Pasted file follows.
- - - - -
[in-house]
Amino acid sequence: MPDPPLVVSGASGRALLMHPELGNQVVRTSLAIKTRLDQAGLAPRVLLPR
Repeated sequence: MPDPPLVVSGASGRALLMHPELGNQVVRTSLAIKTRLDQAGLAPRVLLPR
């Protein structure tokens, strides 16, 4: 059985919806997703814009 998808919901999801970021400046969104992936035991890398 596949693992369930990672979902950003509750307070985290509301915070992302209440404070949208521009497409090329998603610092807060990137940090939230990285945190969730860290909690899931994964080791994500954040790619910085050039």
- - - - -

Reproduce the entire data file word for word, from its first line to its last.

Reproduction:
[in-house]
Amino acid sequence: MPDPPLVVSGASGRALLMHPELGNQVVRTSLAIKTRLDQAGLAPRVLLPR
Repeated sequence: MPDPPLVVSGASGRALLMHPELGNQVVRTSLAIKTRLDQAGLAPRVLLPR
């Protein structure tokens, strides 16, 4: 059985919806997703814009 998808919901999801970021400046969104992936035991890398 596949693992369930990672979902950003509750307070985290509301915070992302209440404070949208521009497409090329998603610092807060990137940090939230990285945190969730860290909690899931994964080791994500954040790619910085050039």